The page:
CONTENT PREVIEW
C4iSR: Land

Robotic targets make debut

08 December 2016

Australia's Marathon Targets revealed new versions of its autonomous robotic targetry at the 2016 Interservice/Industry Training, Simulation and Education Conference (I/ITSEC) exhibition in Orlando, Florida, in December.

Marathon Targets' new T30 robotic target, which is smaller than the existing T40 but has armour protection, shown at I/ITSEC 2016. (Giles Ebbutt)Marathon Targets' new T30 robotic target, which is smaller than the existing T40 but has armour protection, shown at I/ITSEC 2016. (Giles Ebbutt)

The T30 robot joins the existing T40. It maintains the same fundamental design of a 3-D mannequin mounted on a four-wheel platform, but is slightly smaller and has a smaller engine and is therefore cheaper. The platform is armoured, which enables it to better withstand automatic fire, but it retains all the autonomous features of the T40, including the ability to avoid obstacles, react to fire, move at varying speeds, and replicate fire and manoeuvre.

The prototype Pratt & Miller Trackless Moving Target platform shown at I/ITSEC 2016. The target lifter is carrying a 2-D vehicle target. (Giles Ebbutt)The prototype Pratt & Miller Trackless Moving Target platform shown at I/ITSEC 2016. The target lifter is carrying a 2-D vehicle target. (Giles Ebbutt)

Marathon has also developed the T4 target mechanism, which can be mounted on T30 and T40 platforms. This includes a 'peeking' movement as well as the conventional 'pop-up', which provides a more realistic replication of an individual peering from behind cover and then withdrawing.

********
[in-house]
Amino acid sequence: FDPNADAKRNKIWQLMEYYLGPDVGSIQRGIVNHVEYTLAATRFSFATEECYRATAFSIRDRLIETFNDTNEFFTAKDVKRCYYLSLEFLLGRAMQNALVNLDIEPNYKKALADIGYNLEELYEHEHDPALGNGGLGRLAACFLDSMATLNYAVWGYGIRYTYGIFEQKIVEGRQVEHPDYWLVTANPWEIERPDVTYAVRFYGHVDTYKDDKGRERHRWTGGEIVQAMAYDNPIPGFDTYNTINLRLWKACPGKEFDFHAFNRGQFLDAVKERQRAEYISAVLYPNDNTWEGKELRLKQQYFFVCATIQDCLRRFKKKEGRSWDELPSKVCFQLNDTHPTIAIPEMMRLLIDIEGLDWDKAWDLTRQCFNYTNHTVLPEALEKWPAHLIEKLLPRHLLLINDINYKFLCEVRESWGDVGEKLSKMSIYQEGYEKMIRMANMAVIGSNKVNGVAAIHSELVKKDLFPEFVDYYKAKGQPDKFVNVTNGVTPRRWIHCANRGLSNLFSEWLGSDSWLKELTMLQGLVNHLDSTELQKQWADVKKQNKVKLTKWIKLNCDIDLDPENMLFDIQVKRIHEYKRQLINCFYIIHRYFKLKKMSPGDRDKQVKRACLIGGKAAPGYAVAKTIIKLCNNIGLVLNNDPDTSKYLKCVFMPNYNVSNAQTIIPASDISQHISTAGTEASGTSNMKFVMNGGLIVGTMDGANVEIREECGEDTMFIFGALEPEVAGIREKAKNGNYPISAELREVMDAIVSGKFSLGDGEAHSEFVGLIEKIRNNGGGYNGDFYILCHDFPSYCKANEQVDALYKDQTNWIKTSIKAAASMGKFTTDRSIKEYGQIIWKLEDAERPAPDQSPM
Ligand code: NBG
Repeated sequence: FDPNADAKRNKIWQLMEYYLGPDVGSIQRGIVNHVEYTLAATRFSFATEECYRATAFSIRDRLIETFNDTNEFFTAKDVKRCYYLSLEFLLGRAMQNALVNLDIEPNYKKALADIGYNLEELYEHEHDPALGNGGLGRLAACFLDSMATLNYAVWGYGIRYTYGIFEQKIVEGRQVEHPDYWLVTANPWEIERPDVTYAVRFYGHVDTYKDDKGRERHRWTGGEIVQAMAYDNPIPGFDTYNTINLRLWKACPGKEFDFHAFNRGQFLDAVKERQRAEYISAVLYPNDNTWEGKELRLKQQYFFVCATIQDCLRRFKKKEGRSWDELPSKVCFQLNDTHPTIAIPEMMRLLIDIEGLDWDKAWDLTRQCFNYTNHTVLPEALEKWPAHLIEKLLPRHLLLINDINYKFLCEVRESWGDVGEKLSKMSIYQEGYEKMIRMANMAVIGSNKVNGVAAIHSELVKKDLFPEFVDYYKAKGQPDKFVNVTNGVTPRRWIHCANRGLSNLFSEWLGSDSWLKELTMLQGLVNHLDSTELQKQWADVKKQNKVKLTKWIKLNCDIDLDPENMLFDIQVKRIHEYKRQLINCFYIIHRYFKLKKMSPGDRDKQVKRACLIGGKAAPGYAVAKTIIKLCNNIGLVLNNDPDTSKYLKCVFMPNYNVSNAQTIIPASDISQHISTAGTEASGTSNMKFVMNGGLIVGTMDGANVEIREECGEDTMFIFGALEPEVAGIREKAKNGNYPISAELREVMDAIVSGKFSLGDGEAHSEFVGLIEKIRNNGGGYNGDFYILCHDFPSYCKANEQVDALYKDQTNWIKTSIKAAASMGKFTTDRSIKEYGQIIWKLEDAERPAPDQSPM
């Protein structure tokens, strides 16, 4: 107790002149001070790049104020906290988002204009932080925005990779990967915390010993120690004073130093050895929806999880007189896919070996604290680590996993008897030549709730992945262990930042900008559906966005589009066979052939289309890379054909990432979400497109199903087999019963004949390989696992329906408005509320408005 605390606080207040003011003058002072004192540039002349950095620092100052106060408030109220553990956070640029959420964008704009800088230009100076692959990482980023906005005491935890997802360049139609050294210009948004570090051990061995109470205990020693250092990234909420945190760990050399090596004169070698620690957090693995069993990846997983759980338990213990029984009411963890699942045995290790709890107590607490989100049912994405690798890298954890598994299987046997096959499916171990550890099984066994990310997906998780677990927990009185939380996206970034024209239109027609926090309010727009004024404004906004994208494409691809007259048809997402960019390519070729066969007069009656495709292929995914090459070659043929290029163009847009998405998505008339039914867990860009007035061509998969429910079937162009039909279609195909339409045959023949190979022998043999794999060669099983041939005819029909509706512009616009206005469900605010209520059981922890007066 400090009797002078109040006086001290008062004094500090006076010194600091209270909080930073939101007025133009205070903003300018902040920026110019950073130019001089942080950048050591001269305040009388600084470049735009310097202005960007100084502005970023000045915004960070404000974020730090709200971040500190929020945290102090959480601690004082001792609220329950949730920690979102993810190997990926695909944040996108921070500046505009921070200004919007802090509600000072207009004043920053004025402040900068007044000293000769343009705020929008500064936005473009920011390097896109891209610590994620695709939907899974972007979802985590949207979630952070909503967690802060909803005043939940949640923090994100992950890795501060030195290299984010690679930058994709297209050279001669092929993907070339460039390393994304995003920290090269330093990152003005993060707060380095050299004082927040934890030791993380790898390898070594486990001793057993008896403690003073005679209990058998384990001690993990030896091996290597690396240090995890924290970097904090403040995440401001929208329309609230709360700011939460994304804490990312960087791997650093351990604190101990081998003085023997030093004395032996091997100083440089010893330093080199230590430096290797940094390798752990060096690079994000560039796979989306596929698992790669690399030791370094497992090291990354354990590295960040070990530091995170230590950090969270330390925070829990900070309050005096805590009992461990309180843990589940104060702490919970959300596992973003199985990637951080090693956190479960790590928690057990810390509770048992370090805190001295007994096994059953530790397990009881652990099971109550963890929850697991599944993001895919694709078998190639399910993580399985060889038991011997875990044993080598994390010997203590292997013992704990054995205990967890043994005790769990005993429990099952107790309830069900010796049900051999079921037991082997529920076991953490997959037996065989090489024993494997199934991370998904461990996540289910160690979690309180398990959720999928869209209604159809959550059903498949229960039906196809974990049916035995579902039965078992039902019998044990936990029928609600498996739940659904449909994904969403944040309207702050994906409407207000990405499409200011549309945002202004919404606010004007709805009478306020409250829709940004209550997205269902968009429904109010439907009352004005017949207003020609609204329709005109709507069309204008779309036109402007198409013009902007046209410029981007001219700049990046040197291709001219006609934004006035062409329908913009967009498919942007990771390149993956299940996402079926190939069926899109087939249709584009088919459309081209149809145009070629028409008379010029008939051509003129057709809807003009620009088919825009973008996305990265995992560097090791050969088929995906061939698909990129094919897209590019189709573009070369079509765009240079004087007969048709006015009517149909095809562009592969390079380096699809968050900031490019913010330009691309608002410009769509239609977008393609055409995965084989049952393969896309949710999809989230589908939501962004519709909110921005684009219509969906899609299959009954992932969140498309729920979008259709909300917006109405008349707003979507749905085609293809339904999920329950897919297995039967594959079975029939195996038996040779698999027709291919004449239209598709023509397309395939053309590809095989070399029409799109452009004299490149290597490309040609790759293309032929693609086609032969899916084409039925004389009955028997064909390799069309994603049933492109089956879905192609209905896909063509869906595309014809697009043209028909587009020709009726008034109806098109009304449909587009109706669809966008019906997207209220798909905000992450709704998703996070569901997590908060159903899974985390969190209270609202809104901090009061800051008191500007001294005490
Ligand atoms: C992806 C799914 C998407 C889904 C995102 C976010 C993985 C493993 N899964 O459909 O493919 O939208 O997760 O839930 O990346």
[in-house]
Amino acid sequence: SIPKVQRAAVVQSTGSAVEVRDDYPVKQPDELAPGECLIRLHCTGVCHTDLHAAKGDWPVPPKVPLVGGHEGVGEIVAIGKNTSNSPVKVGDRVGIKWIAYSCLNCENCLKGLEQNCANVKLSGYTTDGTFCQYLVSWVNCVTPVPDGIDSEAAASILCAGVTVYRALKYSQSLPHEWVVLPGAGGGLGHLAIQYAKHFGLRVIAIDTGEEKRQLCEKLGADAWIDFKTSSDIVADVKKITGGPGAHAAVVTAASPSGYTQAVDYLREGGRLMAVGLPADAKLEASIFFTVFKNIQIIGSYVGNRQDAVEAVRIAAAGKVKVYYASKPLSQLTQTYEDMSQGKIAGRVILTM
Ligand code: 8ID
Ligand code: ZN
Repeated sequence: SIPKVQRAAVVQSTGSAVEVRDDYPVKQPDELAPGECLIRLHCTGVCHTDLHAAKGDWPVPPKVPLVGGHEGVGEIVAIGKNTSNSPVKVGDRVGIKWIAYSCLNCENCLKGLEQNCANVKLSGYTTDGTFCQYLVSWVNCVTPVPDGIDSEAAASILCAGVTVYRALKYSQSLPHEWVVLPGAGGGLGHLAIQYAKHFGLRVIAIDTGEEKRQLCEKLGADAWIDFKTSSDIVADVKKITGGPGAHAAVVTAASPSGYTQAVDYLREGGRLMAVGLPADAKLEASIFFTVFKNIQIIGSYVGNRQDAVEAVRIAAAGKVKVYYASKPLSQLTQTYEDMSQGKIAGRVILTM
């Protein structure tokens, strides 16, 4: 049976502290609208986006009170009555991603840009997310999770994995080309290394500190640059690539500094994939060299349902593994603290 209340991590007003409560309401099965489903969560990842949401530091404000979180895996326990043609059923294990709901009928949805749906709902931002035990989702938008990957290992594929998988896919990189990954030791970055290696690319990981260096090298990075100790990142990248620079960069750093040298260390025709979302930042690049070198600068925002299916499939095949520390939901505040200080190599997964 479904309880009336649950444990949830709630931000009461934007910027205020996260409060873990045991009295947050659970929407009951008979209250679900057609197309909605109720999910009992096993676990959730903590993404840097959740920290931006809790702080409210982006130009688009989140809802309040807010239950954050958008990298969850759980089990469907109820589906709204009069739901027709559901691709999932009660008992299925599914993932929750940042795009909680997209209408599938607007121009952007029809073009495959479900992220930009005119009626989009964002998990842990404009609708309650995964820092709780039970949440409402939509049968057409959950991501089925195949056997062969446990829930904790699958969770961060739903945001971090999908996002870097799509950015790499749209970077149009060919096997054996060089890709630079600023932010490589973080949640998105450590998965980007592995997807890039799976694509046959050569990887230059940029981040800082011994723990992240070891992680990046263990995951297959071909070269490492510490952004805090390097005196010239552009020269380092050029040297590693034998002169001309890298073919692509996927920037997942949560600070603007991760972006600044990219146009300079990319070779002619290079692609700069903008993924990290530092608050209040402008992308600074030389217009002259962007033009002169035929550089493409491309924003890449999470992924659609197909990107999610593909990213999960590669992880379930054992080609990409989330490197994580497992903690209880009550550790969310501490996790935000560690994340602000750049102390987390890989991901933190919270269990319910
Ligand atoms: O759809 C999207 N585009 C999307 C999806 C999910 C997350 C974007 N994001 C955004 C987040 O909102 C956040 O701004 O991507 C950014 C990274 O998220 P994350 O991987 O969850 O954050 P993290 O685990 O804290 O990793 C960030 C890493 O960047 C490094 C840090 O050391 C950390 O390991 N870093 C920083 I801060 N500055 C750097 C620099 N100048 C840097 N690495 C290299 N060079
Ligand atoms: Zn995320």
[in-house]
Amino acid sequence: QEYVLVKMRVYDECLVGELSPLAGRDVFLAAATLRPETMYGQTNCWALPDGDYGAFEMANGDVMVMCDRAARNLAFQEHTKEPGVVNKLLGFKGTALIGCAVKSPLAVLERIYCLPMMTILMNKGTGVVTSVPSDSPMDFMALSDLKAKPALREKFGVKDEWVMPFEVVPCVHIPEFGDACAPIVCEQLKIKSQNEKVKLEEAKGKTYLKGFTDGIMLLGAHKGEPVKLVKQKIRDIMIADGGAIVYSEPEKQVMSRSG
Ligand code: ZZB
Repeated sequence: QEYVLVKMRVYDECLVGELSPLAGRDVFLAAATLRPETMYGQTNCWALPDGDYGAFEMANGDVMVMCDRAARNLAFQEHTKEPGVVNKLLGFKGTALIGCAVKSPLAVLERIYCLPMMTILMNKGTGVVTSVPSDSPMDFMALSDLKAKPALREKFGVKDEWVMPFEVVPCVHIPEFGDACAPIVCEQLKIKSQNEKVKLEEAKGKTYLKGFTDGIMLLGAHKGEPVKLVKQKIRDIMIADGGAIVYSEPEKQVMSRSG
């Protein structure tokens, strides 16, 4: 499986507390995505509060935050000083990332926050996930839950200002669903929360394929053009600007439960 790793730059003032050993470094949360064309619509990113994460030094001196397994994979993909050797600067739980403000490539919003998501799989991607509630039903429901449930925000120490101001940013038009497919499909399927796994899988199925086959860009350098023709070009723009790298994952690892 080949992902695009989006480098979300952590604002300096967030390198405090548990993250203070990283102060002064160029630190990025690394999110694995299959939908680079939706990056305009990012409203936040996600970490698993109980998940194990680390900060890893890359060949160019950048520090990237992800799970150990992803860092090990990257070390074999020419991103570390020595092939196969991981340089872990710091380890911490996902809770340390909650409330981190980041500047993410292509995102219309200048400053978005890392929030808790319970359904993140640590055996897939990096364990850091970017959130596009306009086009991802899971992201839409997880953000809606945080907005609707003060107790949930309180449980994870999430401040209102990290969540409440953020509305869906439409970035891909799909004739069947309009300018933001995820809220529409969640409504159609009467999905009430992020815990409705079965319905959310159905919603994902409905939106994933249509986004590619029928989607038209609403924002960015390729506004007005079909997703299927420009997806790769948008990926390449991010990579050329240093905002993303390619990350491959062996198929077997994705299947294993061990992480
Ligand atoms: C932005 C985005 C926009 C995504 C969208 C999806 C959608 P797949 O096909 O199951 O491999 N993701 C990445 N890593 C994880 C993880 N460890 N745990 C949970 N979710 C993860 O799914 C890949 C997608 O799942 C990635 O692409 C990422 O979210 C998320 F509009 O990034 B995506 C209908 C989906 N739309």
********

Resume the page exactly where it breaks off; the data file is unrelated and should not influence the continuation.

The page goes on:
Ralph Petroff, Marathon's president in North America, told IHS Jane's that Marathon Targets were now in use with all the combat brigades in the Australian Army as well as at the School of Infantry and in recruit training. They are also used by the US Marine Corps, the US Air Force Special Operations Command at Melrose Air Force Base, in various unspecified NATO countries, and in the United Arab Emirates.

He said that Marathon now had target systems that were in demand for "training as a service" - for example by the US Army Reserve - available "on three continents". This was a better model for many customers, he observed, because budgets for training provision were often more flexible than those for capital investment in range facilities.

Pratt & Miller showcased its prototype Trackless Moving Target, a four-wheeled intelligent reactive target platform. This is driven by an electric motor, has a top speed of 35 mph, and follows a pre-defined GPS-based path.

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